An Interview with Nathaniel Martin, CEO of Karveel Pharmaceuticals

The drug discovery pipeline: a risky road

The rapid emergence of drug-resistant bacteria poses a severe threat to world health and underscores the importance of developing new antibiotics that operate via novel modes of action. This need was also seen by a team of academic researchers from Utrecht University and a group of experienced Dutch biotech entrepreneurs. In November 2014, they founded Karveel Pharmaceuticals, a biotech company developing first-in-class antibiotics for the treatment of serious drug-resistant infections. An ambitious startup with high potential, which brought them the victory of the Venture Challenge in 2015.

Turning point

"Recent data has revealed that the antibiotic compound class that Karveel was origionally founded on likely does not posses the level ofin vivo activity needed to become a systemic therapeutic," says Nathaniel Martin, CEO of Karveel Pharmaceuticals. "The compound showed promising activity in vitro, but this activity did not translate in animal infection models. This is not unusual in the drug discovery pipeline and further illustrates the challenge of antibiotic development. On the other hand, success in animal models of infection is often predictive for success in further preclinical development stages and is therefore a critical turning point."

New opportunities

"I have an entrepreneurial view on research and my current academic research group at Leiden University has an eye towards translation. I therefore remain positive and look for new opportunities." Martin hints that new opportunities are in progress. "We are now talking with the Technology Transfer Office in Leiden to decide whether to patent one of the new technologies that is under development in our lab. Karveel Pharmaceuticals may well be the logical destination for it to be licensed to."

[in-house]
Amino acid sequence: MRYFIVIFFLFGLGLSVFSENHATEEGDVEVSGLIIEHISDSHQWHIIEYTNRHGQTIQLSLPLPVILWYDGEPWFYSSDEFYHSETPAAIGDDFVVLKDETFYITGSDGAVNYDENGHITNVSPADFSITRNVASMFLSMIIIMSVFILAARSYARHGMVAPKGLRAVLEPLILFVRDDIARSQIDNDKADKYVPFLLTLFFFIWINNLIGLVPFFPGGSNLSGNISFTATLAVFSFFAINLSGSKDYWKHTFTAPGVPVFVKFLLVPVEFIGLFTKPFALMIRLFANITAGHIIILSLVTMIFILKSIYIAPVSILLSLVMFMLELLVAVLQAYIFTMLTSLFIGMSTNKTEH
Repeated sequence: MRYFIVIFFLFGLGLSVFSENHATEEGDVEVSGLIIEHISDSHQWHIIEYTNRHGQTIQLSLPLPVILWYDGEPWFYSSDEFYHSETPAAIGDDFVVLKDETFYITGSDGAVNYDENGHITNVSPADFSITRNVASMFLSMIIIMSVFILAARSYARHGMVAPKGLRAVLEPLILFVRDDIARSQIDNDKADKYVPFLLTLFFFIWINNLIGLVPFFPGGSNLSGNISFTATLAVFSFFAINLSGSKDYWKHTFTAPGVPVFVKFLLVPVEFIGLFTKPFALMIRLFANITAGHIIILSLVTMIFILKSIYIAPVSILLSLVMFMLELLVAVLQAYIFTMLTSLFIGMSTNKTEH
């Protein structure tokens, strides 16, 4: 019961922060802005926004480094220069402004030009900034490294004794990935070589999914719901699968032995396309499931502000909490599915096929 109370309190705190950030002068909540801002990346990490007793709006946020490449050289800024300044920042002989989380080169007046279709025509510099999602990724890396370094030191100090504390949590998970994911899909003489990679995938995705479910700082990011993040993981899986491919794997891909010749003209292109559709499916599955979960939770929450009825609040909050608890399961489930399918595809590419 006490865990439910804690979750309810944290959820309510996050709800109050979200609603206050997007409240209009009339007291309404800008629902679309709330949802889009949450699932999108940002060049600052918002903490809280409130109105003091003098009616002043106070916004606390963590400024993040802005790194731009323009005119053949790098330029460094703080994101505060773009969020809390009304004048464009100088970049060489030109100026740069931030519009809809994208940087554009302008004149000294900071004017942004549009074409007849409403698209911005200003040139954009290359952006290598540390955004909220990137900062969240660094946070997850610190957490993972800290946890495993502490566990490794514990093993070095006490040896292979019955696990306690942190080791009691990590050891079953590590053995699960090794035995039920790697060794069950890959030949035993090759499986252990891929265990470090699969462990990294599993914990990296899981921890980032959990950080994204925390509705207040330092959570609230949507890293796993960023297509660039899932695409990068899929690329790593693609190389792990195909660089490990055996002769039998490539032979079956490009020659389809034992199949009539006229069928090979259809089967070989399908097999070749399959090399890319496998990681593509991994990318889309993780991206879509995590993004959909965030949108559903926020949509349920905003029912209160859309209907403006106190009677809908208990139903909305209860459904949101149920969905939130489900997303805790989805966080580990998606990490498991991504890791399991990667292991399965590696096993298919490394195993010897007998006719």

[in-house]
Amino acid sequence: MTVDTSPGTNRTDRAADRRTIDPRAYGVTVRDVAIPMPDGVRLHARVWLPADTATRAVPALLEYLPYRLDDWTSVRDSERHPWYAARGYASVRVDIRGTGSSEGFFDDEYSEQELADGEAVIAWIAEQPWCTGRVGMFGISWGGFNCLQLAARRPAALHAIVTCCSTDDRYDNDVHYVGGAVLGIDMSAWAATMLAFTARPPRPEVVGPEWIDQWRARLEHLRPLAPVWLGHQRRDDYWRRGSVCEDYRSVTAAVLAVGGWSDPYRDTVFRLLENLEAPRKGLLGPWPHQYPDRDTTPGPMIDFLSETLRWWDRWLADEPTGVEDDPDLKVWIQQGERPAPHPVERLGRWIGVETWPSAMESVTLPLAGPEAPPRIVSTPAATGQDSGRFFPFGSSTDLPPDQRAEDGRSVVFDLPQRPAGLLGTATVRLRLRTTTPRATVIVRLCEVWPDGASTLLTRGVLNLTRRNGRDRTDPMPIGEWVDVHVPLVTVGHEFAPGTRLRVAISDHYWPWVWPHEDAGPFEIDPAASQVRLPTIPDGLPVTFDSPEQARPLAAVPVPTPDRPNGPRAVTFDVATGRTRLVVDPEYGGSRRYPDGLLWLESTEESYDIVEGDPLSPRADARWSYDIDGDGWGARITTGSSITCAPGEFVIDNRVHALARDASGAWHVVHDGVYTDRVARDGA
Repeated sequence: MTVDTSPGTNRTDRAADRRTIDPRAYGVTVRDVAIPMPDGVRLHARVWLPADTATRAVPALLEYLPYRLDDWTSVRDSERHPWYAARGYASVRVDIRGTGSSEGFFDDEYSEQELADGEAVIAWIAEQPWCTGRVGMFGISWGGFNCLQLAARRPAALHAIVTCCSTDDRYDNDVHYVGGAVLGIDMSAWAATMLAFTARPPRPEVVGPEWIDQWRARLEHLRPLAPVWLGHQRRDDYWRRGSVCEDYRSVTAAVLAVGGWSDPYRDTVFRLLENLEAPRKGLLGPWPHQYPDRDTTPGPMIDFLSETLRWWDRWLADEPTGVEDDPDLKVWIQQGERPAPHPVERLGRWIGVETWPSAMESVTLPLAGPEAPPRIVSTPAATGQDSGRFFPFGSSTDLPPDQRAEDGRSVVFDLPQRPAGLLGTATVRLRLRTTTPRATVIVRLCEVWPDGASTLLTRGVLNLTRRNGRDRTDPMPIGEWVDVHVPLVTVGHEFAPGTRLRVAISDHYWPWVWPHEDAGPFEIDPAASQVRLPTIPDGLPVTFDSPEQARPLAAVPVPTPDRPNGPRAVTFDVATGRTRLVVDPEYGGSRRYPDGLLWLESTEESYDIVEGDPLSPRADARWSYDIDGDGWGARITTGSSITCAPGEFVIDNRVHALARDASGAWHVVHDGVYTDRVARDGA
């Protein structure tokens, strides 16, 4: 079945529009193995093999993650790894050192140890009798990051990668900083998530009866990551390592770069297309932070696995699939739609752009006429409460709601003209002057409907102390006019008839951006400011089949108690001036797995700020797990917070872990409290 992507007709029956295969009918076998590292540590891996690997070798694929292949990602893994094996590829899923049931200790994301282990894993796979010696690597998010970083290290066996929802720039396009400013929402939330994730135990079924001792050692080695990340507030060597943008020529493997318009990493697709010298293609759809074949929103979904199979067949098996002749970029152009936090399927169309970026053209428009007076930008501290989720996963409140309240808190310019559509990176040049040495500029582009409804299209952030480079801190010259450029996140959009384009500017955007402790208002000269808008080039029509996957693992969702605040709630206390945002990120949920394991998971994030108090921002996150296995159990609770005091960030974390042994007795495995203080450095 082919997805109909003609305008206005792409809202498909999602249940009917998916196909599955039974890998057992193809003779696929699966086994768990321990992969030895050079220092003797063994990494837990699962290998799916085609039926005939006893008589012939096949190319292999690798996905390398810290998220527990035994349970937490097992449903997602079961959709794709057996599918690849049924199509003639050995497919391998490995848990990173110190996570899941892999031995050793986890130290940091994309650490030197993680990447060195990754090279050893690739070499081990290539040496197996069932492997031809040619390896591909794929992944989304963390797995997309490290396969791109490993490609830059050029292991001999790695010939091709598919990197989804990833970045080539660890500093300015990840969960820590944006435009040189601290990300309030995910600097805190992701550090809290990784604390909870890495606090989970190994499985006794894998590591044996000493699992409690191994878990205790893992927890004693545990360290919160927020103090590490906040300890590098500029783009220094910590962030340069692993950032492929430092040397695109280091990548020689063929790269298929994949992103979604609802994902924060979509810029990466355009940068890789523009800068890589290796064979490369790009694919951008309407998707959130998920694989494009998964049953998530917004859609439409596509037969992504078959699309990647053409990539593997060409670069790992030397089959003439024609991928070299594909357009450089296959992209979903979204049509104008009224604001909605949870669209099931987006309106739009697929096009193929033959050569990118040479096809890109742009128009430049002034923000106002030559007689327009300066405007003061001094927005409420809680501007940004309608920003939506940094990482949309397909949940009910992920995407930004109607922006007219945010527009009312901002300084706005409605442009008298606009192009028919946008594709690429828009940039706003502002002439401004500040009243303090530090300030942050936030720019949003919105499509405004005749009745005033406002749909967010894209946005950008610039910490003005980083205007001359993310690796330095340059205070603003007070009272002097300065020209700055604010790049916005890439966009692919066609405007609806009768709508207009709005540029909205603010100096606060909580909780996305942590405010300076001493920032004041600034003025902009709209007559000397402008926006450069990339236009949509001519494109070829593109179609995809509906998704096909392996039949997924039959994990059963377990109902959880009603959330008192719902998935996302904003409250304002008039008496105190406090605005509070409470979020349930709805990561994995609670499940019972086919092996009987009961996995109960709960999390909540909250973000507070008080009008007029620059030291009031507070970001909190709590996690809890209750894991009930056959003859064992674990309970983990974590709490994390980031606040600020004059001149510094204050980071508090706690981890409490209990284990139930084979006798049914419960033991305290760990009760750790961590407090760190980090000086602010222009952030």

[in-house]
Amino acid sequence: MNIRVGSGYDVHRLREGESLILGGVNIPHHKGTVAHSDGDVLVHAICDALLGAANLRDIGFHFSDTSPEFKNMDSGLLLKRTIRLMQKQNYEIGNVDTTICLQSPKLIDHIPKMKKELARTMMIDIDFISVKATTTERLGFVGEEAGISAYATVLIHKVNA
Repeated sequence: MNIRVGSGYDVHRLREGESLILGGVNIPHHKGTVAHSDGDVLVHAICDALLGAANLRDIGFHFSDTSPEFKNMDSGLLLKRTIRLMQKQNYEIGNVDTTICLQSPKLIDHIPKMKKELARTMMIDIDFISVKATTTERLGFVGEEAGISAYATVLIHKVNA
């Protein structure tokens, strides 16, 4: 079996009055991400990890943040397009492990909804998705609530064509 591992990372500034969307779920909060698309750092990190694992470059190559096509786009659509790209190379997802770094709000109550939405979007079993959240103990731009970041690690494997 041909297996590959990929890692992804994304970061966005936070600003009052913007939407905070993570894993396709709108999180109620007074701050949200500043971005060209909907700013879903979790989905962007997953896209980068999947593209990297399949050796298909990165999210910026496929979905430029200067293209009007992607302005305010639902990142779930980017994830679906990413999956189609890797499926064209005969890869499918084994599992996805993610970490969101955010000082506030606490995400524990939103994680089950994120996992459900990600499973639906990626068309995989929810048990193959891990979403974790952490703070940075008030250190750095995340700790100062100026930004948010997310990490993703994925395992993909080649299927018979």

Nathaniel Martin, CEO of Karveel Pharmaceuticals: "It is an incredibly ambitious goal to turn a lead from an academic research lab into a clinically used anitbiotic."

An academic with an entrepreneurial spirit

"It has been such a good learning experience throughout these couple of years. And there is an increasing encouragement of academic researchers to have some appreciation and willingness to see what they can do with their research outside the wall of academia," explains Martin. "It is an incredibly ambitious goal to turn a lead from an academic research lab into a clinically used anitbiotic. The odds are against us, but we are driven and will keep trying!"

Nathaniel Martin and his team were the winners of Venture Challenge Fall 2015.